Tuesday, November 14, 2017

When is a Child Old Enough to Be Responsible for a Pet?



Having pets around the house is a great way to introduce your kids to animals, and how to love and care for them, at an early age. Having a family pet is a good place to start, but at some point, they will probably show interest in having their ‘own’ pet. Sites such as petsarethebest.net talk about the great reasons that pets in the home are good for your kids. But, when are your kids old enough to be responsible for them?

Newborns to Toddlers

At such a young age, your kids will still be learning about themselves, let alone taking care of another. At this age, you should make sure your family pet is introduced calmly to the children. You should not leave your pets and young children together unattended, as it is very easy for them to hurt each other by mistake, under the pretense of ‘playing’. It is important they build a positive relationship with each other and you can begin teaching your child about how pets need taking care of. If you already have a dog and are expecting a baby, you should also take care when introducing the baby. Dogs can get jealous too, so it’s important to make sure your dog does not feel pushed out by the new baby. Even the most gentle, loving animals, can become unpredictable when excited or jealous.

Three- to Six-Year-Olds

At this age, you can start getting your kids more involved with taking care of your pets. Do not expect them to take full responsibility for an animal, but letting them help you with certain tasks is a good way to start. Every child matures differently, but at around six-years-old, you can begin assigning small tasks. You should still be present, but let your child feel like this is their task. Feeding the pet at a certain time every day can help them to establish a positive routine and a feeling of responsibility. Gentle encouragement and reminders can reinforce your child’s positive attitude towards taking care of your pet and help them develop empathy towards animals.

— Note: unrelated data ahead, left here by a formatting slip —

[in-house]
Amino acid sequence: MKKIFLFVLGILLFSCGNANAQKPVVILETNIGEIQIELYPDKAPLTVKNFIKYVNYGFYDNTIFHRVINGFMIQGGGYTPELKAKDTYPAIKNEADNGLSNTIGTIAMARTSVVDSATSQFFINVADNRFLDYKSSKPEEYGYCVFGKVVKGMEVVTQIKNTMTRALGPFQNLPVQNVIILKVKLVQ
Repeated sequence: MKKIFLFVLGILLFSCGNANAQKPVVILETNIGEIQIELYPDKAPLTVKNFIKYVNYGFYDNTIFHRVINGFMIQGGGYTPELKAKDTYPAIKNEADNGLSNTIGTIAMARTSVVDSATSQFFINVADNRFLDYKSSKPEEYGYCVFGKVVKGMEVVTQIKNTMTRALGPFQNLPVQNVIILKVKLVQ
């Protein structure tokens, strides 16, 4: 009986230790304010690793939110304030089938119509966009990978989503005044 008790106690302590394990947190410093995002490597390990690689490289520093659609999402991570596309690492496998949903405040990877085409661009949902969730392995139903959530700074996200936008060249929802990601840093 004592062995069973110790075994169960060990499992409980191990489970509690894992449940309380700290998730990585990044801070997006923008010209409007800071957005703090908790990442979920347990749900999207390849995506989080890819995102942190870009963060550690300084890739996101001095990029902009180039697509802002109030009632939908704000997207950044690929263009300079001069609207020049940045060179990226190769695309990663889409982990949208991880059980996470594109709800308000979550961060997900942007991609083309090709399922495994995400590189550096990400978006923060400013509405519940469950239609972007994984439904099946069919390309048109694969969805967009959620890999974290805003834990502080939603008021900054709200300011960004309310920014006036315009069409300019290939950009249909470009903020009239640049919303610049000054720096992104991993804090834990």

Six- to Twelve-Year-Olds

By this point, you can give your kids small tasks to take care of, but keep in mind that you are the one responsible for the pet’s wellbeing. You can incorporate tasks into the daily routine, such as giving the dog dinner before your child sits down for dinner. This can work well as a reminder and mean you have the option to reinforce the importance of the task. If your child does not give the dog dinner, then your child misses out too. If your child is hungry, they can empathize with your pet, who will also be hungry. You can help them to understand things from the pet’s perspective, and how we must take care of our pets as they cannot take care of themselves.


The type of pet you choose will also come with different levels of difficulty. A small pet such as a goldfish, gerbil or guinea pig is a good option for a child that wants their ‘own’ pet. Whereas a puppy that requires training and walks will deliver different challenges. Whichever type of animal you have or choose, supervision is always important, to ensure your child and your pet’s safety. Your child and your pet will develop their own bond and an animal around the house is a great way to promote positivity towards animals. 

Check out this piece on reasons for annoying puppy noises and how to deal with them!
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